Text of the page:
Monkey-fish mermaids or Feejee mermaids
April 19, 2012 2 Comments
While visiting the Enlightenment Gallery at the British Museum we noticed that they had a mermaid on display. These are often called ‘Monkey-fish mermaids’ or ‘Feejee’ mermaids’ and look mummified. The story goes that they are made from the torso of a monkey and the tail of a fish. They were brought back from the Far East by sailors and often displayed by showmen who would charge punters to see a real genuine mermaid.
Buxton Museum and Art Gallery has one of these creatures. She is usually on display in the Georgian Room, however for the last month she’s been promoted to Gallery 1 where she has been residing with a merman on loan from the Horniman Museum. Both of them originally came from the Wellcome Collection so they have been reunited – until the 13 May, when the merman will be taken back down to London.
Anita Hollinshead (Enlightenment! board member and Museum Development Officer) started the ball rolling for the loan when she began to research the Buxton mermaid as part of her Conservation MA. She took the Buxton mermaid to the forensic department at Lincoln University where she was prodded, photographed and X rayed (the mermaid, not Anita).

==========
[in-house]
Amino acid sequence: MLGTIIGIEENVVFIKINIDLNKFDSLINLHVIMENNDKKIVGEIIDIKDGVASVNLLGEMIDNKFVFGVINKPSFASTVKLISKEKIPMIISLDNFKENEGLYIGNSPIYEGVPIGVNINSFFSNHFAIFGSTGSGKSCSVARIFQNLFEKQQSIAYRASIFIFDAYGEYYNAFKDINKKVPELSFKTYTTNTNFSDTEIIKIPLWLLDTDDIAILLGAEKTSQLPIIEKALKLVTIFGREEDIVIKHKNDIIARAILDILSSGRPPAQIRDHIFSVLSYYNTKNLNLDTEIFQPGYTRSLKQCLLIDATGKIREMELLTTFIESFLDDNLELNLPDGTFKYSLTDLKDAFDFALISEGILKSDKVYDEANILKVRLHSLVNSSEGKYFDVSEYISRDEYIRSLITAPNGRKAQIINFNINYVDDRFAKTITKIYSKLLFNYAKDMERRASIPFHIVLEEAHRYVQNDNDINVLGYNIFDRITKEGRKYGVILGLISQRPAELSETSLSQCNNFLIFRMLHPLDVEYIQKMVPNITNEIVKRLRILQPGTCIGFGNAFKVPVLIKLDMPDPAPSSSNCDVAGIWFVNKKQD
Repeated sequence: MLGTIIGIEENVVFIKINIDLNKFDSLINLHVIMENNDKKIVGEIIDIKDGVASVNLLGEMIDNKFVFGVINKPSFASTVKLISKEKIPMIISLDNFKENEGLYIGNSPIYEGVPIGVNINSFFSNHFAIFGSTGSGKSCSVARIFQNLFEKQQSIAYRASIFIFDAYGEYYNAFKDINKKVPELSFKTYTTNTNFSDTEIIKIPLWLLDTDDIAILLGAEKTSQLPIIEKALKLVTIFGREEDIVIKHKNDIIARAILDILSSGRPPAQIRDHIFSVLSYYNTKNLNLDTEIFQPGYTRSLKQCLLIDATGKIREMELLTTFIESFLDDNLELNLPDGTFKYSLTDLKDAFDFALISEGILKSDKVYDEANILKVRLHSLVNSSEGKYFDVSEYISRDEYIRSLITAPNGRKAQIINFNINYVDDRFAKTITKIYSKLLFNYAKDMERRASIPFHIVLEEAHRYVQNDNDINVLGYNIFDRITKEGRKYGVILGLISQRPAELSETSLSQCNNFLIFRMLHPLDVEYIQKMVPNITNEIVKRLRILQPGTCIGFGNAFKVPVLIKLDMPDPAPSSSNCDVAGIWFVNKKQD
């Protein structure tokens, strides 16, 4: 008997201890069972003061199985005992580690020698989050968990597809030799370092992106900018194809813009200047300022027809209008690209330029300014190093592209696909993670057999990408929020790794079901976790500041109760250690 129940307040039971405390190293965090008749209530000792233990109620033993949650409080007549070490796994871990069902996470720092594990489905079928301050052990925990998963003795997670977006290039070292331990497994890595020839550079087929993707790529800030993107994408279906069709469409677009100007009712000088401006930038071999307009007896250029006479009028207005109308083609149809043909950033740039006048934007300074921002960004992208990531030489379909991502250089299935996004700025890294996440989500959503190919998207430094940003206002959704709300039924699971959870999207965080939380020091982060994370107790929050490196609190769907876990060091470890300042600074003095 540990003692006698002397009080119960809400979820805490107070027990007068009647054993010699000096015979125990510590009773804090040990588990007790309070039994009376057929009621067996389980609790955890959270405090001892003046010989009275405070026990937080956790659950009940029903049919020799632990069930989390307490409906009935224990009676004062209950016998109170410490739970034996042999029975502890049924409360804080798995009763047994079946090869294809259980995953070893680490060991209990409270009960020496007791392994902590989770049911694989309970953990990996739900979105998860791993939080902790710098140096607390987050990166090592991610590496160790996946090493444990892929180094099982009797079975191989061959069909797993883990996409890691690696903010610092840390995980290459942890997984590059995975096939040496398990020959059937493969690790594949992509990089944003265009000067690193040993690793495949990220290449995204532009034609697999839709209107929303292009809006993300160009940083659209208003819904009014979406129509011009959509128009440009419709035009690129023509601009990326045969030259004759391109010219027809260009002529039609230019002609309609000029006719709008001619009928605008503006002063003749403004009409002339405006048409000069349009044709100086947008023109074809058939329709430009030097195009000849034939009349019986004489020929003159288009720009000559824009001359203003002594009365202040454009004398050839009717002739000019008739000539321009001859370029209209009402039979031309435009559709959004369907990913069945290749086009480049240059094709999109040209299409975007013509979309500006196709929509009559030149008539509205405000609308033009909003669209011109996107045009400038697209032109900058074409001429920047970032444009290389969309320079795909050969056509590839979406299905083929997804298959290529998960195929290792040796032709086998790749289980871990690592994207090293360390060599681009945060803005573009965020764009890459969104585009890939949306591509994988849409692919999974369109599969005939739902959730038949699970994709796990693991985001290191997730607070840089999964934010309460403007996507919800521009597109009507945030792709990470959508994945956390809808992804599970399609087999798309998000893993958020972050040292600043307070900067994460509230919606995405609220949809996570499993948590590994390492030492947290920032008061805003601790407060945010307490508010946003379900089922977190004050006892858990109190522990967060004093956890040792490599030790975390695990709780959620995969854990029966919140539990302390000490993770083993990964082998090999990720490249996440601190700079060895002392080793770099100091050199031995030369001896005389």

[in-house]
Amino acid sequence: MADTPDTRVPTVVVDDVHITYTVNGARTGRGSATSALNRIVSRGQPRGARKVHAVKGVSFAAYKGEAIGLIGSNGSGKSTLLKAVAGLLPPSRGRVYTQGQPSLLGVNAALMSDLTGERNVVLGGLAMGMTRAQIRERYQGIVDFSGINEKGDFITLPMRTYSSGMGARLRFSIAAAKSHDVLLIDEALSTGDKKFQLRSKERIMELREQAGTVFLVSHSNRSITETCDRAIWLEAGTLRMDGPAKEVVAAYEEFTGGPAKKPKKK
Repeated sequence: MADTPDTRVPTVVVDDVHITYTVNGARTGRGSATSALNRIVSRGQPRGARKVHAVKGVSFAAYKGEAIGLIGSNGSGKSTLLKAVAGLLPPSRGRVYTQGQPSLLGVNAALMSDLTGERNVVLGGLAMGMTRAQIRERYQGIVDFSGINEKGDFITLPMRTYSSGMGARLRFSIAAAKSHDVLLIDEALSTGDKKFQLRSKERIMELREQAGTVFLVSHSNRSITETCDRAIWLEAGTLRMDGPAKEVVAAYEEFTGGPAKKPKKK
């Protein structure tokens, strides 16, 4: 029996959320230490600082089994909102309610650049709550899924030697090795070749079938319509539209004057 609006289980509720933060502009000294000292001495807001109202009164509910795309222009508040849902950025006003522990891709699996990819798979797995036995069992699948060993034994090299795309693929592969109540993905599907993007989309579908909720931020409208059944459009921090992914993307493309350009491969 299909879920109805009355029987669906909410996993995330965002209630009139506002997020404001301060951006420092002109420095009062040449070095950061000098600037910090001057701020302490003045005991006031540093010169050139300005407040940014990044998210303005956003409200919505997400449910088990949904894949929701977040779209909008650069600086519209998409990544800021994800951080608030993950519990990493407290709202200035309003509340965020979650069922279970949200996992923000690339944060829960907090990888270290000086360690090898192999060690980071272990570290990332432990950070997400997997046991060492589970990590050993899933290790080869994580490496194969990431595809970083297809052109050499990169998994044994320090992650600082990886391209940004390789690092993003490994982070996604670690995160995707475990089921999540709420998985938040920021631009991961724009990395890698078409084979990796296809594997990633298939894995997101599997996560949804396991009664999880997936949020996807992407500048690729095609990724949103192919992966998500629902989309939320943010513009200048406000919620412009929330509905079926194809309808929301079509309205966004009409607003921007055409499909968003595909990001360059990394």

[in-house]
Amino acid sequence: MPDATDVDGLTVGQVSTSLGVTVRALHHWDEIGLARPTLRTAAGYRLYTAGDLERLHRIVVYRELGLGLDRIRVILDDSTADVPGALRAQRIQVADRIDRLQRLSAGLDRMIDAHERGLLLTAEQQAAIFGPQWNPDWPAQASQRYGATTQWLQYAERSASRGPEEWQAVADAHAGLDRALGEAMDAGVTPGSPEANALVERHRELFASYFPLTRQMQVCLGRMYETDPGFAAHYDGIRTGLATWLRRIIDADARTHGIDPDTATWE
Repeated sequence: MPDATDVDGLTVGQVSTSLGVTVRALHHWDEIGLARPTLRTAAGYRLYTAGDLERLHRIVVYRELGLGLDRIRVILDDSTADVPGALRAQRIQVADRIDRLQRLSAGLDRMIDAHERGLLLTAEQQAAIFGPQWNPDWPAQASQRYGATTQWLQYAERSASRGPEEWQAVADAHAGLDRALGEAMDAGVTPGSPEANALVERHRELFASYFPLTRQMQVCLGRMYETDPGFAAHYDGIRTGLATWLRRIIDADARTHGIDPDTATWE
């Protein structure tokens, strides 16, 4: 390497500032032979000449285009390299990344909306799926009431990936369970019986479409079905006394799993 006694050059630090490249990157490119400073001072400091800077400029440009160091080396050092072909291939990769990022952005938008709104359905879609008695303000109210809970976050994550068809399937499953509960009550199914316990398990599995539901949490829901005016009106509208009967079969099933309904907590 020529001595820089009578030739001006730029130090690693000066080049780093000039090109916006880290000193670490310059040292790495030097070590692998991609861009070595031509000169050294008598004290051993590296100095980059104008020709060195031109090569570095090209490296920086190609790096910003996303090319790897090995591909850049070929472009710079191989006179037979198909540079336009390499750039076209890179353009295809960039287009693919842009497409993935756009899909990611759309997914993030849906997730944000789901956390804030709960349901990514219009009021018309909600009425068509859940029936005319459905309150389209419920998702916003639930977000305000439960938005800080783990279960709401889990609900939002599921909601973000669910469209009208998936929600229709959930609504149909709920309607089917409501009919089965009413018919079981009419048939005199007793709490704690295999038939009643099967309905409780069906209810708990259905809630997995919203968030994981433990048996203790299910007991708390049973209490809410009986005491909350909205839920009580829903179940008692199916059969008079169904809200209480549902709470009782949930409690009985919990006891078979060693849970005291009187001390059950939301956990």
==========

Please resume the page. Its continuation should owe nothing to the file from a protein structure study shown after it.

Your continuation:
The results showed the Buxton mermaid contained no monkey and in fact no bone at all. Instead she has a wooden and wire frame which has fish skin stretched over the tale. The only bone is her teeth which have been carved, and her long flowing locks are human hair. Her origin and age is still unknown but the best guess is that she was made in Japan for the export market – she doesn’t look like the traditional Japanese mermaids and has a very Western look and pose.
On 17th April 2012 Pa0lo Viscardi (curator at the Horniman Museum) and Anita gave a talk about the merpeople. It was a gallop through the inner world of the mermaids – their world-wide cultural significance (ever noticed the Starbucks logo?), their provenance, construction, design and collectors.
Did you know that Christopher Columbus reported seeing mermaids in 1493? Or that in 1739 a group of sailors caught and ate some mermaids – apparently they tasted like veal…..
Pa0lo and Anita are still trying to track down the provenance of the Buxton Mermaid; it is likely that Henry Wellcome bought her from an auction so hopefully the auction catalogue will turn up. The Mermaid and Merman are on display at Buxton Museum and Art Gallery until 13 May. The loan of the merman is part of the Horniman’s ‘Object in focus’ programme.